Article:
Tuesday, January 27, 2015

What Standardized Testing and Schools Could Learn from Target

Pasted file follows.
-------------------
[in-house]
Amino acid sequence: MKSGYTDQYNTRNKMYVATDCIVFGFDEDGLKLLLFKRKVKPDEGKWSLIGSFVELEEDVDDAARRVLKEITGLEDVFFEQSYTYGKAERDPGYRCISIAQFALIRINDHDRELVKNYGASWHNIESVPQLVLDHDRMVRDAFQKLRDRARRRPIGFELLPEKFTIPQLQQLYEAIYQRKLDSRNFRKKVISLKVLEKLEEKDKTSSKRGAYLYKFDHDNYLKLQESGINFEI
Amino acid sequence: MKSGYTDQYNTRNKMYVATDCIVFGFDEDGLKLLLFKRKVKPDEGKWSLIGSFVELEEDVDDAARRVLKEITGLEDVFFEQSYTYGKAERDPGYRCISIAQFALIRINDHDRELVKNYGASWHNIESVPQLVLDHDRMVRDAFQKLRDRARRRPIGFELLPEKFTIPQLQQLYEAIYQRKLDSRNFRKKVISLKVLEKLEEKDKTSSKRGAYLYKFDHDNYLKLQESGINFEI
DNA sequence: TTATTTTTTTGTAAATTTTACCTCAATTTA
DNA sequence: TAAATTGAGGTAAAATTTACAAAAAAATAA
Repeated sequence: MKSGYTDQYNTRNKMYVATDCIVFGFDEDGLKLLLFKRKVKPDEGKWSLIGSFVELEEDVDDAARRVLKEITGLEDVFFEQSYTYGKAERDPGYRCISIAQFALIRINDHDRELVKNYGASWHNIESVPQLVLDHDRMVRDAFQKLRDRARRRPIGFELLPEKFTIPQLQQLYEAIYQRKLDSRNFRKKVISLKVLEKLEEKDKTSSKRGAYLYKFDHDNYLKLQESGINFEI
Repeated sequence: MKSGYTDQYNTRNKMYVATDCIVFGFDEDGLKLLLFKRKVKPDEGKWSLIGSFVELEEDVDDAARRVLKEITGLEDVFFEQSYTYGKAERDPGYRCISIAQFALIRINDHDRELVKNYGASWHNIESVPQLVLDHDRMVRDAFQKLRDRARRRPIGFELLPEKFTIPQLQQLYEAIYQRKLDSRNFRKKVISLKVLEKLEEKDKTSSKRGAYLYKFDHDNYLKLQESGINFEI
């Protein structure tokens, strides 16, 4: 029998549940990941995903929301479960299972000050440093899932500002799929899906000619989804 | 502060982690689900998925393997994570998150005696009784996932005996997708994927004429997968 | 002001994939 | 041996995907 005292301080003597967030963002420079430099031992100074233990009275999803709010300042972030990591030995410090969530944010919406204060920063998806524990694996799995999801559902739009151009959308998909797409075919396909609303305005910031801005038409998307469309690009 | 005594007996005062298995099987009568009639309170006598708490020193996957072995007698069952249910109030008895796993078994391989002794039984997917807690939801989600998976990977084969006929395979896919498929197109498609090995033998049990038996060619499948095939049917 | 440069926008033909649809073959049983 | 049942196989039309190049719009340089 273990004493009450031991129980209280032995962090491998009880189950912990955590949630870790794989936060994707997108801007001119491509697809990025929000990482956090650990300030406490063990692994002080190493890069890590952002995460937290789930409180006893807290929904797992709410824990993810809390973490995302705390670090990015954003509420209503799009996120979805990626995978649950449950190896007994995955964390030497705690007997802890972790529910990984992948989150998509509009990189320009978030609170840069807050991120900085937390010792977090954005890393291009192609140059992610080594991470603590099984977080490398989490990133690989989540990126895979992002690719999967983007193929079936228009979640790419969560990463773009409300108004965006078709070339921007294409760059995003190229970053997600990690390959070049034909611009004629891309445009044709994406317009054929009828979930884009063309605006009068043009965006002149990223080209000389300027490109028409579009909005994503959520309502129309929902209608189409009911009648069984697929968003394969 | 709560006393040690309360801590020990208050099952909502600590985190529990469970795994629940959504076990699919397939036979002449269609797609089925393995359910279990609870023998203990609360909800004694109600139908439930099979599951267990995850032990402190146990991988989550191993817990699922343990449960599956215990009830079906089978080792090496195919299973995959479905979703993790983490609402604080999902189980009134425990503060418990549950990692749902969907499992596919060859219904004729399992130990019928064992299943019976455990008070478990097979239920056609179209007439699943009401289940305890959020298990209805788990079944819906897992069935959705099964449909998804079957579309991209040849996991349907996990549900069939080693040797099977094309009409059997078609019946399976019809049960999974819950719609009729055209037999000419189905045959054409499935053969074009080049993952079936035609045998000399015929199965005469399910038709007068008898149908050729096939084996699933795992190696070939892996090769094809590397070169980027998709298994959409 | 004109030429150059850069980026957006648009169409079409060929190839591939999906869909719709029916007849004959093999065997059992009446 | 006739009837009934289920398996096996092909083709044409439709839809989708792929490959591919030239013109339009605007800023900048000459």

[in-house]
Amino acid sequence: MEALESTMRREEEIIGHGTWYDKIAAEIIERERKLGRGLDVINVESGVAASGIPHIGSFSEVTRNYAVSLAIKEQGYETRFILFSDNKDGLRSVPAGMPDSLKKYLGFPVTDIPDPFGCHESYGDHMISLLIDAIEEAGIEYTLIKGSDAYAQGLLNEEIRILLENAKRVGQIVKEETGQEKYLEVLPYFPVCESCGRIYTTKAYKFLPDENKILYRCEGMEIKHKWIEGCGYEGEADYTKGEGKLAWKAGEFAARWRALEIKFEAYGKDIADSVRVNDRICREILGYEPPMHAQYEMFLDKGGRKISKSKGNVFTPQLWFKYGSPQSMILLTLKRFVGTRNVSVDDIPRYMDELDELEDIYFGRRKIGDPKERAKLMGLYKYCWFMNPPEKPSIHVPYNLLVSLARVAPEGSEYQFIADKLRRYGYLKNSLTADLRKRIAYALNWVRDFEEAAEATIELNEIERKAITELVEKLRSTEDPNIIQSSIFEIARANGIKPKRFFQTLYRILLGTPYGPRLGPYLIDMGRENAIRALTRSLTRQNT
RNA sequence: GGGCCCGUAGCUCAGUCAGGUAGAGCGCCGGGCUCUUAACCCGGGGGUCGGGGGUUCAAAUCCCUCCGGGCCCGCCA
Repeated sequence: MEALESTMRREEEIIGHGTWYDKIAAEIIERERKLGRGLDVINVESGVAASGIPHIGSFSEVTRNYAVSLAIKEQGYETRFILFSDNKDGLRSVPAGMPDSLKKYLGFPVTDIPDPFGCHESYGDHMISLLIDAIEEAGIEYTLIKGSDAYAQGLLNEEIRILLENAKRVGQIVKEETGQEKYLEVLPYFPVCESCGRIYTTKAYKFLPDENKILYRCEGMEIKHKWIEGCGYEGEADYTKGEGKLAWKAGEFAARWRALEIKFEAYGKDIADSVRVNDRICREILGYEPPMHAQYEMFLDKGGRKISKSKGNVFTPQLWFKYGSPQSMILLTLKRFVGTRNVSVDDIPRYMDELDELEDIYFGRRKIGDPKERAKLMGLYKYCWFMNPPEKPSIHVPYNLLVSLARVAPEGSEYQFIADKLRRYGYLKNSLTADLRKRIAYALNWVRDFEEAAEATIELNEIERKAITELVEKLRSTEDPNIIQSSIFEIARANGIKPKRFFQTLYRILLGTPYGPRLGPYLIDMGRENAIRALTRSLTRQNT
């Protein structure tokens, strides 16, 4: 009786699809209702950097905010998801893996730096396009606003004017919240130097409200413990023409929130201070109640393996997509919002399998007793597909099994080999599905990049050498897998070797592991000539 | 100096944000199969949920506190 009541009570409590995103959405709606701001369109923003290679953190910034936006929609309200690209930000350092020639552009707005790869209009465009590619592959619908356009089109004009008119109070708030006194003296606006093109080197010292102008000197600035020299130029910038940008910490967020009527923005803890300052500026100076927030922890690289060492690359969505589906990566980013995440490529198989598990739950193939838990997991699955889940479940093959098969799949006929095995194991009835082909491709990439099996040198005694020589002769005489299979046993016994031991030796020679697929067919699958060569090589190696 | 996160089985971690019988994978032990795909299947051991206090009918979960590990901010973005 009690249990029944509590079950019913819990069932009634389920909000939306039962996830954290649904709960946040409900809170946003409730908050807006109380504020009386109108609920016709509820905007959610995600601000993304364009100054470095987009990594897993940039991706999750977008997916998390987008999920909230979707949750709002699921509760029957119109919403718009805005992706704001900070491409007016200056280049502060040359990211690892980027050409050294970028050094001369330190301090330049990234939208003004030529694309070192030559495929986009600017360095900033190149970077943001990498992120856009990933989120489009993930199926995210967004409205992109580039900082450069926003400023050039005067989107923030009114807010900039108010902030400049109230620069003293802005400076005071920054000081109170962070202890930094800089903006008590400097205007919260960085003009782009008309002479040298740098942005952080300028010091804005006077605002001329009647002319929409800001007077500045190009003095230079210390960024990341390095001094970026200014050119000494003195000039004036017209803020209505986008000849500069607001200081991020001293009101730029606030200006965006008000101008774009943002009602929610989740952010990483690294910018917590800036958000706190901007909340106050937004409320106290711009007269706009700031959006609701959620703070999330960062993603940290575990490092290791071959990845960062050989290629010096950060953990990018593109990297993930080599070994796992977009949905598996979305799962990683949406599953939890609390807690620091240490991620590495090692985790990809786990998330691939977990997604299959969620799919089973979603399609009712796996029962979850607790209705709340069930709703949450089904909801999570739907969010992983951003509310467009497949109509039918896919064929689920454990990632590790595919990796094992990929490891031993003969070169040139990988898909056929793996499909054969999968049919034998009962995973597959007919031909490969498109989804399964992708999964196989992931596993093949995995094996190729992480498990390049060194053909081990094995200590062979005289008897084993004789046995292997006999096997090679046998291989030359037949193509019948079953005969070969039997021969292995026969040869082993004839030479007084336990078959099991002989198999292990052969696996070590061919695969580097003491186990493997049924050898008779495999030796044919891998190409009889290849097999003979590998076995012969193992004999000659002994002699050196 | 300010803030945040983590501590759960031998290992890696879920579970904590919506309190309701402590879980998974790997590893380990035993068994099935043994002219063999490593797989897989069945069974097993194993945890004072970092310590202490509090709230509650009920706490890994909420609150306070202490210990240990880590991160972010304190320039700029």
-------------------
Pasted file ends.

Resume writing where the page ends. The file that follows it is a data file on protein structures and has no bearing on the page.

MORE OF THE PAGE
The dream of automated learning is even older than computers themselves. In 1924 an educational psychology professor named Sidney Pressey built a mechanical teaching machine that supplied questions, along with the correct answers, when a button was pressed. B.F. Skinner, the famous behaviorist, also introduced a teaching machine in 1954, a clunky thing that looked like a typewriter. He claimed some of the very same benefits for it that you hear from ed-tech entrepreneurs to this day—allowing every student to move at his own pace, supplying immediate feedback, improving motivation...Today, besides the Knewton-powered products, other adaptive software is sold by Dreambox, Scholastic, and Khan Academy, a nonprofit. Most work more or less the same way. They introduce concepts with text, video or animations, ask students to respond in the form of quick short-answer or multiple-choice questions, give them increasingly broad hints when they get stuck, and choose what concept to bring in next based on the student’s responses. What the “adaptive” part means is that the specific selection of questions and order of content presented to each student will vary according to the students’ responses. You take a quick diagnostic test or start off with a medium-hard question. If you get it right, you proceed to harder questions; flub it and you get easier questions. As a result, each student’s path and pace through the material is slightly different...[These] platform[s] and those like it could reduce the need for high-stakes tests. “Knewton allows for much more gentle, passive data collection via ongoing formative assessment in homework/classwork,” he told me in an online chat. “We can predict your score on a bunch of these high stakes tests anyway, lessening the need for so many of them.” “Formative assessment” refers to the feedback that is part of nearly any teaching and learning scenario, such as when a teacher calls on the class during the lecture, or when a student is studying vocabulary with flash cards and flips the card over to see the right answer. It’s opposed to summative assessment, which “sums up” learning at the end of a period of time, ranging from a unit test to a graduation exam. more

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